Olly Writes

Woodwork, writing, walks, DIY and more!

Gluebox Tote

This is a job I should’ve done about six-months ago… We’ve just been through the coldest winter in Britain for thirty-odd years and, as a consequence, I’ve had to throw away a couple of bottles of PVA (at least, they were less than half-full). Over the years, I’ve come to accumulate a growing supply of woodworking adhesives and it’s enough of a chore having to cart my timber in and out of the house to protect it from the cold and damp – what I’ve been in need of, then, is a simple means of storage and single-handed transportation…

Since I got in to woodwork as a hobby five-years ago, I’ve been dreaming of building a wooden toolbox that would allow me to carry a basic arsenal of hand tools to and from a job. Inspired by an article in Danny Proulx’s Toolboxes and Workbenches book, this isn’t quite that… I view this as a minor mock-up to one-day building my “ultimate” toolbox. Another book I’d highly recommend for inspiration on the subject of toolbox design is The Toolbox Book by Jim Tolpin.

My first toolbox” then, is knocked together from scraps of pine, a length of beech for the handle and a sheet of 6mm ply for the base. It is designed to carry glue bottles but, with the weather improving of late, I should be able to leave them in the workshop overnight and I will no doubt get to see how this handles my planes and chisels, in the mean time.

Last year, I made several pieces in pine (Scandinavian redwood), which has left me with a good amount of offcuts [though, admittedly, my stock of softwood is insignificant compared to the piles of 1in oak and 2in beech I have leant up against one wall!!]. Still, I didn’t quite have enough to give me the 130mm wide sides I desired so, I had to edge-joint some ex. 3x1in (75x25mm). Again, I used Titebond II. With the weather warming up, I was tempted to take the clamps off after half and hour (as they suggest) but, I was still concerned that  the next stage of thicknessing would “stress” the joints… So, I left it for about four hours while I got on with other things.

While the glue was going off, I progressed on with the ends, which were suitably sized from a scrap length of 145x20mm I had lying around. I reckon this board has been in my workshop for at least four-years yet, it was almost perfectly flat without any signs of cupping or distortion! There’s a mortise near the top that’ll receive the handle. I drilled out most of the waste from both sides and cleaned up all round with a chisel.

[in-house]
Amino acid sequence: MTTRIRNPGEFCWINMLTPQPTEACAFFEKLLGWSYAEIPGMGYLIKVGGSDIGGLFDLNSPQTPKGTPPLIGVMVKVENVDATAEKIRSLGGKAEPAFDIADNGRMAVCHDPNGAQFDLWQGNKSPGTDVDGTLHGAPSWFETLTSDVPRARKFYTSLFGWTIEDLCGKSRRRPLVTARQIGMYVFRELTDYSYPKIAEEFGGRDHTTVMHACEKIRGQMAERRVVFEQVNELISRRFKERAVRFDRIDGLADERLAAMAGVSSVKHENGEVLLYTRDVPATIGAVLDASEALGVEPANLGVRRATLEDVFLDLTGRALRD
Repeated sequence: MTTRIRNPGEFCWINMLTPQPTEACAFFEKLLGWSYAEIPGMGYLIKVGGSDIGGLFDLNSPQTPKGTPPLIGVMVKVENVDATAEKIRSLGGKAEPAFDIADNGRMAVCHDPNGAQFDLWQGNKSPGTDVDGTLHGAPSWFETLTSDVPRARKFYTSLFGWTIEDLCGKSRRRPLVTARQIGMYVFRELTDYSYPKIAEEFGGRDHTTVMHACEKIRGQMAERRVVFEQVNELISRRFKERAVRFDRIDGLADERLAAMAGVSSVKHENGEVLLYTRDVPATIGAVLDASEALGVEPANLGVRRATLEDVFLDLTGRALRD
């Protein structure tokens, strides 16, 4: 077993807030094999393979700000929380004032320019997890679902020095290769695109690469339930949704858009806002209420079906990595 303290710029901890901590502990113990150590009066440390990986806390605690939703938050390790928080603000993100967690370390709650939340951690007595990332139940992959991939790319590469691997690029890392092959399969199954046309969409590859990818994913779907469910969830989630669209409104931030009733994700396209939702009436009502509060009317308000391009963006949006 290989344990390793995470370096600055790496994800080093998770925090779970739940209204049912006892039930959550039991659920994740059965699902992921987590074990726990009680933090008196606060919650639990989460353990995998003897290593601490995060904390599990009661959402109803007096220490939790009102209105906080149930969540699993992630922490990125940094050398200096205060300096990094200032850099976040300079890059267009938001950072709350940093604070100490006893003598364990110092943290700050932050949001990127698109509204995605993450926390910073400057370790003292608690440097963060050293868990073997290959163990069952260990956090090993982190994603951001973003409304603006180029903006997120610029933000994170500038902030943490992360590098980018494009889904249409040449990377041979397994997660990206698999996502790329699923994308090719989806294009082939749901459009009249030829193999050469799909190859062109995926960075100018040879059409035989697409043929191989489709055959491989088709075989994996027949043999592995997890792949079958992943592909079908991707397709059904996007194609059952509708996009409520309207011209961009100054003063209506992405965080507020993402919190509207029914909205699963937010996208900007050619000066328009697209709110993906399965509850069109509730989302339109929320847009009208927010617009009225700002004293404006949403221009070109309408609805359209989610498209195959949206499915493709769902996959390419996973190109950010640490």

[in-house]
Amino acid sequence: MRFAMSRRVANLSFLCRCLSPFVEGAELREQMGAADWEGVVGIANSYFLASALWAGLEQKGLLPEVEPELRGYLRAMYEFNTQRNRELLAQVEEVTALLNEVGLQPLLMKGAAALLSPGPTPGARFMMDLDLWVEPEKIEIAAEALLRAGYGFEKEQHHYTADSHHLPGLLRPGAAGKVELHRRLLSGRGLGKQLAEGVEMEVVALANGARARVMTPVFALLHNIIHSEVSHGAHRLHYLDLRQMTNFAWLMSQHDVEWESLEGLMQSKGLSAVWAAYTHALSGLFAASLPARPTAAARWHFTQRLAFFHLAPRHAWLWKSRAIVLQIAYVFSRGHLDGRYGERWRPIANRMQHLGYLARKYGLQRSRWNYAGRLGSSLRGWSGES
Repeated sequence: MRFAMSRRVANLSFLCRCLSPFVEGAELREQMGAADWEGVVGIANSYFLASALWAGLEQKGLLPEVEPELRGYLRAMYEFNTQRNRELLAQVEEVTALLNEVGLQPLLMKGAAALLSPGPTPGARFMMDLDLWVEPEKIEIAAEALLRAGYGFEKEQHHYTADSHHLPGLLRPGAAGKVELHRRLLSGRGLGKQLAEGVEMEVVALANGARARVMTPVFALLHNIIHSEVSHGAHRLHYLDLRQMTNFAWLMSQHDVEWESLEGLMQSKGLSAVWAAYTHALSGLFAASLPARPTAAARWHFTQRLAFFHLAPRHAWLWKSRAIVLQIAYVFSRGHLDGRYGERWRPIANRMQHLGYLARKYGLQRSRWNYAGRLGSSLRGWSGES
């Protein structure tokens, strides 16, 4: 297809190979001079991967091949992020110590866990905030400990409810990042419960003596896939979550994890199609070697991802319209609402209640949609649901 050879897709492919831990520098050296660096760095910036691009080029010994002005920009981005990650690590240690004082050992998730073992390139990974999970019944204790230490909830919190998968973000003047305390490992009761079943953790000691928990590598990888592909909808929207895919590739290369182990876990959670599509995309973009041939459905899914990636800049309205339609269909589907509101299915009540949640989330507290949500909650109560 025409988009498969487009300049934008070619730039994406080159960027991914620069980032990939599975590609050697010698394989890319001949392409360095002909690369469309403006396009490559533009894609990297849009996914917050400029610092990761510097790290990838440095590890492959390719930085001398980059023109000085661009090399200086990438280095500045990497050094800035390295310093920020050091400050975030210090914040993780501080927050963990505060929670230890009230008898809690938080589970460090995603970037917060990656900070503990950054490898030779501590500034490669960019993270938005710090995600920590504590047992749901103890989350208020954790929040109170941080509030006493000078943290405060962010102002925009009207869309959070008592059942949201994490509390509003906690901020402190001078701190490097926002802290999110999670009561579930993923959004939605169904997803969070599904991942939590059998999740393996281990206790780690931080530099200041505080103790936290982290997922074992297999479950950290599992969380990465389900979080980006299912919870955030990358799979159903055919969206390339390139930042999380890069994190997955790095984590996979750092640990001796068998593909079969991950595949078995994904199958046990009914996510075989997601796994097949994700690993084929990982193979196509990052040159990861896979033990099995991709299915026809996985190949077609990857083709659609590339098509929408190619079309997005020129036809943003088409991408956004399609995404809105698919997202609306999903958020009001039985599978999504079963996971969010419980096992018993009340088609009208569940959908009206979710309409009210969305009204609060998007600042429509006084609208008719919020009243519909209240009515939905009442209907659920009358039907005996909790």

Both ends were grooved on the router table using a ¼in slot cutter for a 6mm plywood base. Actually, the base measures closer to 5.5mm… Normally, I would’ve sized this groove more precisely using a narrow cutter with several passes but, this toolbox is to be used and abused! Note to all – slot cutters leave a poor finish cutting across the grain in softwood!

For the sake of ergonomics, I tapered the top half and rounded the corners off for comfort.

[Skipping ahead several hours to the point of assembly…]

You can see below how the curved handle is tenonned through the ends. Each tenon is then secured in place with a wedge (like a “tusk tenon” joint), which also pulls the shoulders up nice and tight [no cramps required]. I’d been itching to try a joint like this for ages and, I’m pretty pleased with the result (glue isn’t necessary, really).

Though, I could’ve taken more care rounding-over the arrises on the router table. As you can see in the following photo, I took the router cutter a bit too far and this has left me with a gaping holes in each corner of the mortises! 😳 It would’ve been better to have deliberately stopped the moulding a set distance away from the joints and make a feature of this.

Not even glue would fill these gaps!!

To keep things quick and simple, I’ve screwed the sides directly to the ends and later plugged the counter-bored holes with wooden plugs. Two blatant reminders for future projects, here – stopped grooves should be used where the end-grain will be visible an I must again take more care with my placement of biscuits (I did the same thing on a dining table, just before Christmas! :oops:). I’ll leave this here, clear and visible, so that hopefully, I’ll learn not to do it again! Not that it matters much on this job, of course.

In the end, I now have a sturdy and reasonably attractive tote-style toolbox for keeping my glues and water-based finishes away from the cold… Next winter!! 😀 I’ve since given it a thin coat of varnish and will apply a second, thicker coating tomorrow. Again, the finish isn’t really important here; I just want to try and ensure that any drips and spills won’t leave my “collection” of adhesives fixed in place! Yes, I’m the type of person who can make a lot of mess with a little glue – just ask my GCSE teacher at school! 😉

...Does this make me a "Collector"?!?

Those of you with a keen eye will have noticed that I’d since found a couple of other glues lurking in my workshop since the very first photograph was taken. Earlier today, another addition arrived as part of my latest order from Rutlandsmore on that in my next blog post! It’s the Extend version of Titebond II, with a longer open time for complicated assemblies – I reckon that’ll prove to be an essential purchase when it comes to assembling my college chair in several weeks…!

[Yes, as someone who was once sceptical about their range, I really am taking a liking to Titebond‘s wood adhesives!! :-D]

Thanks for reading.

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